Star Wars: Escape from Yavin, 1980

Obligatory reminder: this is fanfic. I don’t own Star Wars, Lucasfilm does.
Their lawyers are very kind and understanding about this.

My years of making Star Wars comics as a kid can be divided into three phases. The first phase covered 1977-79, and was defined by the notebook paper I drew on. The second phase started with my ill-fated attempt to adapt Splinter of the Mind’s Eye. That’s when I upgraded to standard 8.5 x 11. Phase 3 started in late ’81 when I began contributing to fanzines. But that’s in the future. Right now it’s early 1980 and phase 2 is underway.

As I wrote in my Splinter article, my vehicle of presentation was a newly-acquired ring binder with 32 pocket pages inside. It could accomodate 64 comic pages, so that became my new goal. Today we refer to something of that length as a graphic novel. When I couldn’t get Splinter to work in 64 pages, I tossed it aside and started on an original story instead. And since it was made in 1980, you can probably guess that it had something to do with The Empire Strikes Back.

I don’t remember exactly when we started getting story details, but the first one that struck me was that the rebels would now be based on a snow planet called Hoth. Ever since the first movie gave way to spinoff stories, the Alliance had been firmly planted on the moon of Yavin, and it didn’t seem like there was any urgency to leave. Obviously, the threat level must have increased to motivate such a change, so that’s what I decided to explore in my next story. As it opens, the exodus has begun and is about to get significantly more urgent.

I’d abandoned Splinter in mid-January of 1980 and started this new adventure in March. As always, I began with a vague idea of where the story would go and got there one page at a time. It was the first time I’d given myself this many pages to work with, so there was always a chance for the pacing to completely go off the rails. Fortunately, it didn’t. As amateurish as my scripting still was, the plot unfolded pretty well.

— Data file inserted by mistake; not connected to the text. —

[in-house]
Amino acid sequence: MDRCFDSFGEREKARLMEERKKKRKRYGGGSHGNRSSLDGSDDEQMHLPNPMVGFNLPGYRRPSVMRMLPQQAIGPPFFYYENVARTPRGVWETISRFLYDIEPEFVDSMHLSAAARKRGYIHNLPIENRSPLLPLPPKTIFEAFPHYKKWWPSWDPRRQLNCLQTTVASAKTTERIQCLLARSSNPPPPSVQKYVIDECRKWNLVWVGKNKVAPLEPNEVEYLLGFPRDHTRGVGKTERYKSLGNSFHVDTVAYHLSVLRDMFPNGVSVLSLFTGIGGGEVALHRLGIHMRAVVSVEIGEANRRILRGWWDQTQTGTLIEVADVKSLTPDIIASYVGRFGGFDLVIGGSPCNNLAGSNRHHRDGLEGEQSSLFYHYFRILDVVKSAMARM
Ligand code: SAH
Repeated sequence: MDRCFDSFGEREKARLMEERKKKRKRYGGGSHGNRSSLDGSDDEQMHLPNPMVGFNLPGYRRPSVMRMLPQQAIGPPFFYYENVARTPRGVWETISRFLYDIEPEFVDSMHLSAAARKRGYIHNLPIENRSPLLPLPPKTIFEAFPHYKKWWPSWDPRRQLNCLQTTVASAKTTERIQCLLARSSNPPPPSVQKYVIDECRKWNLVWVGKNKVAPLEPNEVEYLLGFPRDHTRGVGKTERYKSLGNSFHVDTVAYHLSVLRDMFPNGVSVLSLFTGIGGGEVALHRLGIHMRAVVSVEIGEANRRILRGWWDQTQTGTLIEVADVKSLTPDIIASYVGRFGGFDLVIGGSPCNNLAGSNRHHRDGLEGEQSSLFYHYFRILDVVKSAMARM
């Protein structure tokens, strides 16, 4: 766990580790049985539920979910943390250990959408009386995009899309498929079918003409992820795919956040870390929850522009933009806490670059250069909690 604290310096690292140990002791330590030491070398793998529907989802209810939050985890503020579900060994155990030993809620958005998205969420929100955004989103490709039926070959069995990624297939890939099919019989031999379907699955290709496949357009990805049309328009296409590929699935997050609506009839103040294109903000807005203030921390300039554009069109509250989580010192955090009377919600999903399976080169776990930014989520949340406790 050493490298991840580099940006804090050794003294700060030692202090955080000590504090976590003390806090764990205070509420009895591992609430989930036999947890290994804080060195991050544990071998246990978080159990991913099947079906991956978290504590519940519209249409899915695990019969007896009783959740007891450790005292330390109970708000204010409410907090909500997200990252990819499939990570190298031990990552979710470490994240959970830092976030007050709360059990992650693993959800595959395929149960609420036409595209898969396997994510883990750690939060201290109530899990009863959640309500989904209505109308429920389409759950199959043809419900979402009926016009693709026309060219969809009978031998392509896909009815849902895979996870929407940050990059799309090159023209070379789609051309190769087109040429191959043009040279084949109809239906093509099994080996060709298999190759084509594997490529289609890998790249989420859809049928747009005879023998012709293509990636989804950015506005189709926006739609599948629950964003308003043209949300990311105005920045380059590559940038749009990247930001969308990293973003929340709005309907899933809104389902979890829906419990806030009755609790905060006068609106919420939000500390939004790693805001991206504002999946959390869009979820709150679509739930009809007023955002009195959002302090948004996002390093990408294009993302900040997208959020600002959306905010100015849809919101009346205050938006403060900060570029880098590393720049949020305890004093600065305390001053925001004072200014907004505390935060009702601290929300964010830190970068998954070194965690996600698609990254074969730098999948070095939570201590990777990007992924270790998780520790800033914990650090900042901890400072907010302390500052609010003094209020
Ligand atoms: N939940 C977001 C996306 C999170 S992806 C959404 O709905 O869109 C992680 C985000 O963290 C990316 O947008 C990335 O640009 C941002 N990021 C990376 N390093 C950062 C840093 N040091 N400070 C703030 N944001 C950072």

I also managed to break it up into four parts of exactly 15 pages apiece. These days, I can’t imagine achieving that without precise planning. I was still cramming about twice the amount of information on a page as I should have, but I started finding moments to loosen up for an occasional splash page. My very first double-splash can be found at the end.

There were some important influences to take into account. First, at this point I’d become an avid viewer of Star Blazers on TV every day after school. It had purchased real estate inside my head and just kept on expanding (today it has reached nation status). It may have had something to do with my decision to illegally launch the Millennium Falcon.

Second, Star Wars licensing had finally caught up with demand and there was a crap-ton of reference materials at my fingertips, the most important of which was The Art of Star Wars, a treasure trove of a book that gave me almost everything I wished for. What it didn’t have, I could find in other books or magazines, or in my complete set of Topps bubblegum cards. Which, of course, I still own. Duh.